Google charges $2 to $14 per 1000 searches, up to a limit of 100,000 per day, for accessing Maps API at the time of writing. They also charge more for utilizing the Routes and Places APIs. However, you will receive a $200 credit each month, thereby making the Places API free for small to medium-sized food enterprises. You will only be charged if your API use exceeds your monthly credit. By that time, your consumer base would have expanded so much that any additional expenditure would be well worth it.

API for Foursquare

The Foursquare API is a toolkit that allows developers to interface with Foursquare, a social networking search-and-discovery software that gives users tailored suggestions on what to do and where to go.

Small and medium-sized enterprises may get access to the Foursquare API for $599. To begin submitting queries to the API, new users must create an account on the Foursquare website and get the relevant credentials (Client ID and Secret key).

API for Uber Eats 

The Uber Eats API is perhaps the simplest method for businesses to get into the mobile meal delivery market. The latter may be immediately linked with your business’s POS (Point of Sale) system, making it easier to manage menus and take orders from consumers on the go. Uber Eats also has its own courier network, so business owners won’t have to worry about logistics.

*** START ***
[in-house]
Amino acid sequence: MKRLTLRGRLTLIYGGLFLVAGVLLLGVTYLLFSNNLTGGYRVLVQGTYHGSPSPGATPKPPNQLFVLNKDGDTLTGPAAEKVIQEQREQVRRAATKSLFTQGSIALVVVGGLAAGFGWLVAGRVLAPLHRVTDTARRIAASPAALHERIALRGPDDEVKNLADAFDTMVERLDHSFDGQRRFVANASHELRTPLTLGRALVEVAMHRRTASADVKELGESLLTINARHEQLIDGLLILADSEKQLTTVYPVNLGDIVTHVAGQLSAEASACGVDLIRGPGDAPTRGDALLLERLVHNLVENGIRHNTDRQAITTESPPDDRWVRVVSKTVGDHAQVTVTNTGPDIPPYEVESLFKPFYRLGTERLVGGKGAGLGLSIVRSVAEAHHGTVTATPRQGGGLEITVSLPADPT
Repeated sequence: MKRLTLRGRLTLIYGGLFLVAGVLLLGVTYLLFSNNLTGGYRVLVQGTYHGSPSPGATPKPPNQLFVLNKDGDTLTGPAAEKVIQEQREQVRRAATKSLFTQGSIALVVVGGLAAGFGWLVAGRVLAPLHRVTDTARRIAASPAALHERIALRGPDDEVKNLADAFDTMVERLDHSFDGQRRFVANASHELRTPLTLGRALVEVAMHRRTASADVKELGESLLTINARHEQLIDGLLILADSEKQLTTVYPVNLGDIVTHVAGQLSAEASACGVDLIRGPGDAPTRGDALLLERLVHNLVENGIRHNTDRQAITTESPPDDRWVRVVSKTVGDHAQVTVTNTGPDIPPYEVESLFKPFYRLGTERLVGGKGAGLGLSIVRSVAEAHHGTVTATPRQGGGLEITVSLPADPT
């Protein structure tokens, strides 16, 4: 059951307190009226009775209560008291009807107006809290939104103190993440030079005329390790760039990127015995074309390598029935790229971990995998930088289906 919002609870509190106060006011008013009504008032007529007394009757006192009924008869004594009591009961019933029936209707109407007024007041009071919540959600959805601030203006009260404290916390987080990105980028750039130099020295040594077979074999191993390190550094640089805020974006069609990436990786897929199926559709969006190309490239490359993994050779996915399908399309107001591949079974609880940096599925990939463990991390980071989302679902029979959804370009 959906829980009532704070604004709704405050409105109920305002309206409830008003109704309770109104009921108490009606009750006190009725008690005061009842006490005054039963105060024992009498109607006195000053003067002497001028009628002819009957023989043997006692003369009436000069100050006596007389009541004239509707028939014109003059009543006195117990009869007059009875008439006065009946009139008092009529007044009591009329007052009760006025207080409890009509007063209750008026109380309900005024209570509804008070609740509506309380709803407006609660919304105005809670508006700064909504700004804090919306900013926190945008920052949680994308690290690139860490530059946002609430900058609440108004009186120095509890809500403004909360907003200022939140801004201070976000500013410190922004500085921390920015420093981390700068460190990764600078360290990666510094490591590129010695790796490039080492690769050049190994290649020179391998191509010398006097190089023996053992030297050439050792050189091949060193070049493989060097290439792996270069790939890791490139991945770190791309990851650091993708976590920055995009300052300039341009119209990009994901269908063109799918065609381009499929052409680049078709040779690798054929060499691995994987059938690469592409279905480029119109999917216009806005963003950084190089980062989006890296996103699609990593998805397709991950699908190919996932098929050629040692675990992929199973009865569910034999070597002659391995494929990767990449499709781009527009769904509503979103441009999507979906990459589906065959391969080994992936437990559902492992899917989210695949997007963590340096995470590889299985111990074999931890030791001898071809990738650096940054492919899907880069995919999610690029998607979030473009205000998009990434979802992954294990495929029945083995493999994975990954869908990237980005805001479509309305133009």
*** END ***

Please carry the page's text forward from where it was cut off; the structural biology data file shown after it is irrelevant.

The sole disadvantage of utilizing the Uber Eats API is that it uses a revenue-sharing mechanism with suppliers, which can range from 15 to 40% of each order. However, if the outcome is a large amount of revenue for your restaurant, such an agreement may be well worth it. This is due to the fact that Uber Eats has a considerably larger user base than other APIs.

API for GrubHub

The GrubHub developer API has data on over 115,000 restaurants across the United States. They provide suppliers programmatic access to a certain level (semi-open) in order to update business information such as the menu, operation hours, and address.

GrubHub offers a revenue-sharing model similar to Uber Eats (10 to 30 percent). It’s worth noting that, while the commission costs are reduced, GrubHub does not provide logistics, so businesses will have to rely on a third-party courier.

MapBox has two APIs: a navigation API and a geocoding API

The MapBox API is a web service that gives developers access to MapBox’s toolset, which allows them to create bespoke maps for use in websites and apps. Social networking sites like Facebook and Snapchat, as well as websites like weather stations and even the Financial Times, are among the most popular apps.

Although the MapBox toolkit is open-source and free to use, the platform on which it operates is not. However, there is no fee to utilize this API, to begin with, and it is free for up to 25,000 monthly active users. Businesses will have to pay additional fees based on their use needs (for example, $4 for up to 125,000 monthly active users).